The first week of this month will end up being the warmest November week in 38 years. A good part of this warmth appears to have a tie-in to the strongest El Nino since the historical 1997-98 event. El Nino is expected to remain especially strong at least into early winter, before weakening at least gradually as winter unfolds.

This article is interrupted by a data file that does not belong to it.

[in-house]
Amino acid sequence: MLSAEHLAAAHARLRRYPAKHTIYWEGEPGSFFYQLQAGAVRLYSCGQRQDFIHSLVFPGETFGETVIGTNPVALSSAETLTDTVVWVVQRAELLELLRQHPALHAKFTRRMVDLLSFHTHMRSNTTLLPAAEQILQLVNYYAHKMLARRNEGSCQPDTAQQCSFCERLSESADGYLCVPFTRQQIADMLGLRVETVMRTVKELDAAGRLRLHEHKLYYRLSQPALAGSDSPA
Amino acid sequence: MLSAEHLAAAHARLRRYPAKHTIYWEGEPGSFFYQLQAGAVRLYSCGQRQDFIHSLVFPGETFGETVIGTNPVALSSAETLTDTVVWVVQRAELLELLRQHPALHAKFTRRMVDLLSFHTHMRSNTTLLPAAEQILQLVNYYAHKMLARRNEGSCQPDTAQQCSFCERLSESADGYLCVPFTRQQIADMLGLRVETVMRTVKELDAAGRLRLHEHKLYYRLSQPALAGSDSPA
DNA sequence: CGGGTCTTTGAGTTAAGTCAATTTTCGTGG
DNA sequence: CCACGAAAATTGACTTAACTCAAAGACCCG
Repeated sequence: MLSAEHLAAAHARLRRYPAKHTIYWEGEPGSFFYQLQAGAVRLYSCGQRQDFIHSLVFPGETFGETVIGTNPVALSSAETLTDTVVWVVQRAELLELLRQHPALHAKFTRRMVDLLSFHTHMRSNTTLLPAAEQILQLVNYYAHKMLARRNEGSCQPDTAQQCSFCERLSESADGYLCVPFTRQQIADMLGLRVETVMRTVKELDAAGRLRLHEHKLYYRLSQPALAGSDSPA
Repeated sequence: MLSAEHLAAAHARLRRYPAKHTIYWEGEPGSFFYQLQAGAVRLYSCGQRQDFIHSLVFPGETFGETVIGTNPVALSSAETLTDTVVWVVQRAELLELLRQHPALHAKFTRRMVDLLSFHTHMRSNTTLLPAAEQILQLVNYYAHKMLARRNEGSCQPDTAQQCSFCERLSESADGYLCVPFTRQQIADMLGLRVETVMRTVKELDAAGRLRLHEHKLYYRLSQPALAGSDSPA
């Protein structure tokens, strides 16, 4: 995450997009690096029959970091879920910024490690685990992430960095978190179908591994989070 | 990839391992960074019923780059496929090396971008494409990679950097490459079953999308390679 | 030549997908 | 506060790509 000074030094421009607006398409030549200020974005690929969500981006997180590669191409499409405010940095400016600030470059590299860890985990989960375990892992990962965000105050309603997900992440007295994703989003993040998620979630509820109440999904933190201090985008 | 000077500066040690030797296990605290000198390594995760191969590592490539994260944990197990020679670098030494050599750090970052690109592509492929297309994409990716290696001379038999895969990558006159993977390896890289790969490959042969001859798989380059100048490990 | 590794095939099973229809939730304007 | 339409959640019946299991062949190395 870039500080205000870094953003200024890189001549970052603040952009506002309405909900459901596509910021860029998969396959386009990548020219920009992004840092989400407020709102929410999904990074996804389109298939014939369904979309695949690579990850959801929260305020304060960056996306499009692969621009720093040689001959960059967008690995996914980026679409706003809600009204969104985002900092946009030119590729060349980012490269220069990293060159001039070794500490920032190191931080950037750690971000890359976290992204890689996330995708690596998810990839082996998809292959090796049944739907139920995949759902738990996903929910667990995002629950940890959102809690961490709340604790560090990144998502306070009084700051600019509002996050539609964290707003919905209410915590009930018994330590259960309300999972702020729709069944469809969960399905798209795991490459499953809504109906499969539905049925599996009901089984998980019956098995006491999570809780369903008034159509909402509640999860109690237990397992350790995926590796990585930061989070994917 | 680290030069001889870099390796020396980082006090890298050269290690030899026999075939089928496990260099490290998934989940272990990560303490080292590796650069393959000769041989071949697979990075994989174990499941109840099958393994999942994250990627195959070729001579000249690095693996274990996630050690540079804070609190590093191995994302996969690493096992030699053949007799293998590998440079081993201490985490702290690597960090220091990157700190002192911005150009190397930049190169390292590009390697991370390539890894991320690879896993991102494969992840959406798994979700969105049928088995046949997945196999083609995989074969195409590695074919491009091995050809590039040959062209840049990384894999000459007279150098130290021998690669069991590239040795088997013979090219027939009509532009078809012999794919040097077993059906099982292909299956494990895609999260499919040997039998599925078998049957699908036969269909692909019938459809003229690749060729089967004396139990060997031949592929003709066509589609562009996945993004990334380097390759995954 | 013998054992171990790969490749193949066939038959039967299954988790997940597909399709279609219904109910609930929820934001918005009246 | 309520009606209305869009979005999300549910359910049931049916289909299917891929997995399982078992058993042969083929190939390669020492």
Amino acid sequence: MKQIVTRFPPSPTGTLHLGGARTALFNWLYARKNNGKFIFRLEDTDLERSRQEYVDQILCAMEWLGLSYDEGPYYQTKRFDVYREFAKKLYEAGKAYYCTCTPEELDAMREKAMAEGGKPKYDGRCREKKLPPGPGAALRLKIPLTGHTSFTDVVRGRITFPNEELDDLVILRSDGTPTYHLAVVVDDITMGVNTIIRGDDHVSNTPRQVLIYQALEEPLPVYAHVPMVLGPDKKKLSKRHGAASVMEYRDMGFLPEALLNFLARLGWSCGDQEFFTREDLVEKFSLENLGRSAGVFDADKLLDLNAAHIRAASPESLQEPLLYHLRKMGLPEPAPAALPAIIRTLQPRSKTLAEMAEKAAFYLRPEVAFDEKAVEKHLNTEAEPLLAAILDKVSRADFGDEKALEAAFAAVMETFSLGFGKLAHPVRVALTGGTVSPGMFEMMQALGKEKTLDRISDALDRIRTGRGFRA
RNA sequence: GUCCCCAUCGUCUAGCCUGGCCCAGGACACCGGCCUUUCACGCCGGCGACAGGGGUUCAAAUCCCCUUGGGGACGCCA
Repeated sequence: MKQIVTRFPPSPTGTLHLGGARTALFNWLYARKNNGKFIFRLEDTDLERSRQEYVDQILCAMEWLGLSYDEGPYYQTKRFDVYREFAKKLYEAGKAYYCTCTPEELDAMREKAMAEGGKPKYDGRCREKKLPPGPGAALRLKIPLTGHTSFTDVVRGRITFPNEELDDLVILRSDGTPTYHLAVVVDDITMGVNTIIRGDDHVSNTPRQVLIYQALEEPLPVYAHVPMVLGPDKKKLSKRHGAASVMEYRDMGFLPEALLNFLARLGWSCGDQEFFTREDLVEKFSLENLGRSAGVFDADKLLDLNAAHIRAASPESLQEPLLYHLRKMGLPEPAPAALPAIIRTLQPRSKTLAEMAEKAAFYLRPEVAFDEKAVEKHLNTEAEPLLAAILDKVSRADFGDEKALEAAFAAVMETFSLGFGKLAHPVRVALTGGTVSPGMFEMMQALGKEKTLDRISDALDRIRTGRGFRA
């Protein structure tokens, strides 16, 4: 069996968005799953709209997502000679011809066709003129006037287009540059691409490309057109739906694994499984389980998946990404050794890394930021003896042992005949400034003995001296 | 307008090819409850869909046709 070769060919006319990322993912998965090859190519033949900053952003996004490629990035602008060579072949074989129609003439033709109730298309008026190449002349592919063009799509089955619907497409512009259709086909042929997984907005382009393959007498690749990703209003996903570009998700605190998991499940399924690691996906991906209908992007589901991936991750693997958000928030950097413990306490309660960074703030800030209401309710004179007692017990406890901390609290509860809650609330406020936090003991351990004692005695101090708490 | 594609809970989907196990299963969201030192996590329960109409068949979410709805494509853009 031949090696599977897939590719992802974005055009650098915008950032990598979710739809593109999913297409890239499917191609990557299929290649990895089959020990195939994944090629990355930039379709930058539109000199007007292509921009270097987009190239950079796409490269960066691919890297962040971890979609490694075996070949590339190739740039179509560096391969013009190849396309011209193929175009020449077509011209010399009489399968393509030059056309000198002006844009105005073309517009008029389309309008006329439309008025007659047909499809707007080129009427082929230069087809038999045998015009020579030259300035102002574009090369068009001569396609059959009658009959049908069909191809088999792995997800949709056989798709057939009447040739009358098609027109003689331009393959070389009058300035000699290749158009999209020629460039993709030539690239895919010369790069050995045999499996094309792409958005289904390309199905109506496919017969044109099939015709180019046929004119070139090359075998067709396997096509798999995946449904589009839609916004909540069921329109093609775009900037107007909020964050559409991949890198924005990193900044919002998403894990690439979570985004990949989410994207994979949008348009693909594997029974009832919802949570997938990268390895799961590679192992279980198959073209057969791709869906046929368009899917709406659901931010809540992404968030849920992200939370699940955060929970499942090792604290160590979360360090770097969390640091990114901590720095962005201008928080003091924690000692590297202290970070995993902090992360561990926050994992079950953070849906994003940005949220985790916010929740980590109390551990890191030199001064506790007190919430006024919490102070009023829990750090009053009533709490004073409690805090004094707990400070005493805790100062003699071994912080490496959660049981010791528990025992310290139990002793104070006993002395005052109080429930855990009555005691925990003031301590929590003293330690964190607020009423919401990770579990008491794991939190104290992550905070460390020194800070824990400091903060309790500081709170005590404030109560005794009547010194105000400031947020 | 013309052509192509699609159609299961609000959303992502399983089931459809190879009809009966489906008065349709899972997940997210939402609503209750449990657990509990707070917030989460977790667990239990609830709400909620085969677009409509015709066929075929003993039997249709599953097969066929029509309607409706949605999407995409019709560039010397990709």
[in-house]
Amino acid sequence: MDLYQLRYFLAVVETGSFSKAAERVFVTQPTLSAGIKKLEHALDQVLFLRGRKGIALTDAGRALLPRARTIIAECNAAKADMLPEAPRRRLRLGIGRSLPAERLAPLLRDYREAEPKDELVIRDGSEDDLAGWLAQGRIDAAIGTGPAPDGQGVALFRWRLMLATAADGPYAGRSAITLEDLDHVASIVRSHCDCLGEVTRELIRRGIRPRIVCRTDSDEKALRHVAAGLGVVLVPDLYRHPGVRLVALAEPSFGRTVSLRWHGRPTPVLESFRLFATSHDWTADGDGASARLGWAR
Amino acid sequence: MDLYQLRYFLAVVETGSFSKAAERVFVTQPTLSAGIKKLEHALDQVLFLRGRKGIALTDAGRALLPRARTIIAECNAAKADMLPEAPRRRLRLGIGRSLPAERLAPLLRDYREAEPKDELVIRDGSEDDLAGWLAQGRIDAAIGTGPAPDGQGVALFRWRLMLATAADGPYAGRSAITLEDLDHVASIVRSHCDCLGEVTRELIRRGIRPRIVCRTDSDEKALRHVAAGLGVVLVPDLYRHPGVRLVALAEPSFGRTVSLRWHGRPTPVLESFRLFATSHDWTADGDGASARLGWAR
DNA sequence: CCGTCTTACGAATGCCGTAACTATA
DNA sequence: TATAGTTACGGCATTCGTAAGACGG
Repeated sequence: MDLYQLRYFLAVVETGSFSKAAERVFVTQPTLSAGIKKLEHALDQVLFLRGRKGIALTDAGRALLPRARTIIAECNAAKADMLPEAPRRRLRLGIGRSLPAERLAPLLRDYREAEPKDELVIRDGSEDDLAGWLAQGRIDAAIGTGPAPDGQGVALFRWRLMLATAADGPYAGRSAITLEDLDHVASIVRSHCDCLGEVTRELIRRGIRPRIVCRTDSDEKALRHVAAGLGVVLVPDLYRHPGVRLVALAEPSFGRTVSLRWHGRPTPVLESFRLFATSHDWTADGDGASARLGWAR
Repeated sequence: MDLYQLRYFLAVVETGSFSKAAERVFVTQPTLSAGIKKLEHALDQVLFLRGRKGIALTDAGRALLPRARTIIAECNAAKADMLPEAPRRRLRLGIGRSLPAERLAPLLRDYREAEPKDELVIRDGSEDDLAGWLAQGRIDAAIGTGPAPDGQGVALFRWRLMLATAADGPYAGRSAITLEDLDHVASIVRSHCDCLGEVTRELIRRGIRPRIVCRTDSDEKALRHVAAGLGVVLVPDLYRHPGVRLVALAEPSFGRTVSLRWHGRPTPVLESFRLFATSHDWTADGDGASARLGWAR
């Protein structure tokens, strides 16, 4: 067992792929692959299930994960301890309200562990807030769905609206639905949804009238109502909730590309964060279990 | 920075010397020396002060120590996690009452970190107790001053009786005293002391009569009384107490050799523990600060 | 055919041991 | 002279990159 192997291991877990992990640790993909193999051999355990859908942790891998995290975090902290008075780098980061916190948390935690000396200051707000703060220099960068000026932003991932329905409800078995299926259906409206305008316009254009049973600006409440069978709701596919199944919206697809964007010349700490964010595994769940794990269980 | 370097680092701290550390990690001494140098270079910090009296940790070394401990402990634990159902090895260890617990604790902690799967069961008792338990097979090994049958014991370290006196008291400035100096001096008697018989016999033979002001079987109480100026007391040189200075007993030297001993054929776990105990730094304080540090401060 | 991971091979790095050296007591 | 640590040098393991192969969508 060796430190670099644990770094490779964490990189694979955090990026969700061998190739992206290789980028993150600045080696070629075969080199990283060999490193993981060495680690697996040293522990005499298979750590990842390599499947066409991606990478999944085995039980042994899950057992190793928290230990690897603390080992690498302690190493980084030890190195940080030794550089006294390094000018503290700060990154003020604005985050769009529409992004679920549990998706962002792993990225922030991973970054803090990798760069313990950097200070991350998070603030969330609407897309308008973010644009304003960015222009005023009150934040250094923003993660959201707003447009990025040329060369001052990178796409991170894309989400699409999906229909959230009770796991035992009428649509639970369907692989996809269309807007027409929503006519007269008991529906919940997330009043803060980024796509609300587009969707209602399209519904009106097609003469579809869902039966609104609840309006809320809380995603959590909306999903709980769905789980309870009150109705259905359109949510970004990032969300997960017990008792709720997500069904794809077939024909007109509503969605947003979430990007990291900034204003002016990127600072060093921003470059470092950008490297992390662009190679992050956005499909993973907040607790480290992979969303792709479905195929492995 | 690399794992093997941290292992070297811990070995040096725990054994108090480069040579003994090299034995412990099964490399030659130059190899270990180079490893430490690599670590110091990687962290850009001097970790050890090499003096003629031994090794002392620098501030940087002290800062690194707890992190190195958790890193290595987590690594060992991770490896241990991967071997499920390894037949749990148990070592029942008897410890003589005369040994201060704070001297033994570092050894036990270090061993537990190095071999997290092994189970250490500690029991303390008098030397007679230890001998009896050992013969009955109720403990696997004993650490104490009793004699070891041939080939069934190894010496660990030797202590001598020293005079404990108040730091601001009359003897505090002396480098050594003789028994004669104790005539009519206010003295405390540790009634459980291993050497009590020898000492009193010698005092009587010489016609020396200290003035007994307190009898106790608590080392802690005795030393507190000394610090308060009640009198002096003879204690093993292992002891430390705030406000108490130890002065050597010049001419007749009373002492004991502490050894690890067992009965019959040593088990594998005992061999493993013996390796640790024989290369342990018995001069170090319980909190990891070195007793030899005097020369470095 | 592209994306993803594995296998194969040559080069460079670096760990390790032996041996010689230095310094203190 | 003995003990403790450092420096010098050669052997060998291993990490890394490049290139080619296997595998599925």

The current phase of El Nino and other oscillating patterns in the Atlantic and Pacific favors building of warmer high pressure aloft over the eastern US much of the time, which favors warmer than average temperatures at the surface. At the same time, there may be a tendency for occasional cold dips in the Polar jet stream into the western US, as is the case as I write this thread. Right now, all the skiing is out west in the mountains, and there it will stay for much of the month. The warm ridging of high pressure in the east makes an early opening to New England and WNY ski resorts quite unlikely this month at least until we get closer to Thanksgiving–and probably beyond that. So, I continue to have fairly high confidence the start of our cold weather season will be milder than average. A repeat of anything like last year’s infamous “Snowvember” is highly unlikely. Uncertainty will likely begin to increase by the latter part of winter when many models forecast El Nino to weaken. If El Nino becomes weak at that time, its warming influence will wane, if not disappear altogether. Todd Santos and I will take a closer look at our Winter Outlook during the 5pm news hour on Monday, November 16th.
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